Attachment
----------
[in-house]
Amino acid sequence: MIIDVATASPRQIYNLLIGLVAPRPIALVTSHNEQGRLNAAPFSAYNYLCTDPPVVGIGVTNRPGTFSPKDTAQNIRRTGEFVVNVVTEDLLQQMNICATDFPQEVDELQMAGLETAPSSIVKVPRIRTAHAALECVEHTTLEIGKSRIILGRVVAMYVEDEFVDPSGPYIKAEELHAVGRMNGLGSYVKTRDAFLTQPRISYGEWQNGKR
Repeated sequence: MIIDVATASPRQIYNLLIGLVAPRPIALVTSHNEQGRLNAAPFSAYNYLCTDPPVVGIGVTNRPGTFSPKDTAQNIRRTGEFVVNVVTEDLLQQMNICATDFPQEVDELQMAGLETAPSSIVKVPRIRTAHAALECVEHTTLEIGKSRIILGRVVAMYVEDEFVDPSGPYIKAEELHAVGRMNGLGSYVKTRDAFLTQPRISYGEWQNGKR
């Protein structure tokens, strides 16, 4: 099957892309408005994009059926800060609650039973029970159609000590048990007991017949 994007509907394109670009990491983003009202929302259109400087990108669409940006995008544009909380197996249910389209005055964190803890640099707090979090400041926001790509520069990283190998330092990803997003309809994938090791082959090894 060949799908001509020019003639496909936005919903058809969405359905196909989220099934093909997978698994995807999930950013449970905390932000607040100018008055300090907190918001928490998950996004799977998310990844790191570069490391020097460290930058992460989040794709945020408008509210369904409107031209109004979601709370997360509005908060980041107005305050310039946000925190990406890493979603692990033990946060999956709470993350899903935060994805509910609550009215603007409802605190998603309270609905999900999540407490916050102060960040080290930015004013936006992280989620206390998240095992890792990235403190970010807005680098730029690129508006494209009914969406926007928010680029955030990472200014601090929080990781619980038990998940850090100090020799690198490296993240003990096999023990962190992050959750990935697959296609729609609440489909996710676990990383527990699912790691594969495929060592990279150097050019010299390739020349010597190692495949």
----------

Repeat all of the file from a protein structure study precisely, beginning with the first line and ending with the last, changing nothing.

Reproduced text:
[in-house]
Amino acid sequence: MIIDVATASPRQIYNLLIGLVAPRPIALVTSHNEQGRLNAAPFSAYNYLCTDPPVVGIGVTNRPGTFSPKDTAQNIRRTGEFVVNVVTEDLLQQMNICATDFPQEVDELQMAGLETAPSSIVKVPRIRTAHAALECVEHTTLEIGKSRIILGRVVAMYVEDEFVDPSGPYIKAEELHAVGRMNGLGSYVKTRDAFLTQPRISYGEWQNGKR
Repeated sequence: MIIDVATASPRQIYNLLIGLVAPRPIALVTSHNEQGRLNAAPFSAYNYLCTDPPVVGIGVTNRPGTFSPKDTAQNIRRTGEFVVNVVTEDLLQQMNICATDFPQEVDELQMAGLETAPSSIVKVPRIRTAHAALECVEHTTLEIGKSRIILGRVVAMYVEDEFVDPSGPYIKAEELHAVGRMNGLGSYVKTRDAFLTQPRISYGEWQNGKR
């Protein structure tokens, strides 16, 4: 099957892309408005994009059926800060609650039973029970159609000590048990007991017949 994007509907394109670009990491983003009202929302259109400087990108669409940006995008544009909380197996249910389209005055964190803890640099707090979090400041926001790509520069990283190998330092990803997003309809994938090791082959090894 060949799908001509020019003639496909936005919903058809969405359905196909989220099934093909997978698994995807999930950013449970905390932000607040100018008055300090907190918001928490998950996004799977998310990844790191570069490391020097460290930058992460989040794709945020408008509210369904409107031209109004979601709370997360509005908060980041107005305050310039946000925190990406890493979603692990033990946060999956709470993350899903935060994805509910609550009215603007409802605190998603309270609905999900999540407490916050102060960040080290930015004013936006992280989620206390998240095992890792990235403190970010807005680098730029690129508006494209009914969406926007928010680029955030990472200014601090929080990781619980038990998940850090100090020799690198490296993240003990096999023990962190992050959750990935697959296609729609609440489909996710676990990383527990699912790691594969495929060592990279150097050019010299390739020349010597190692495949």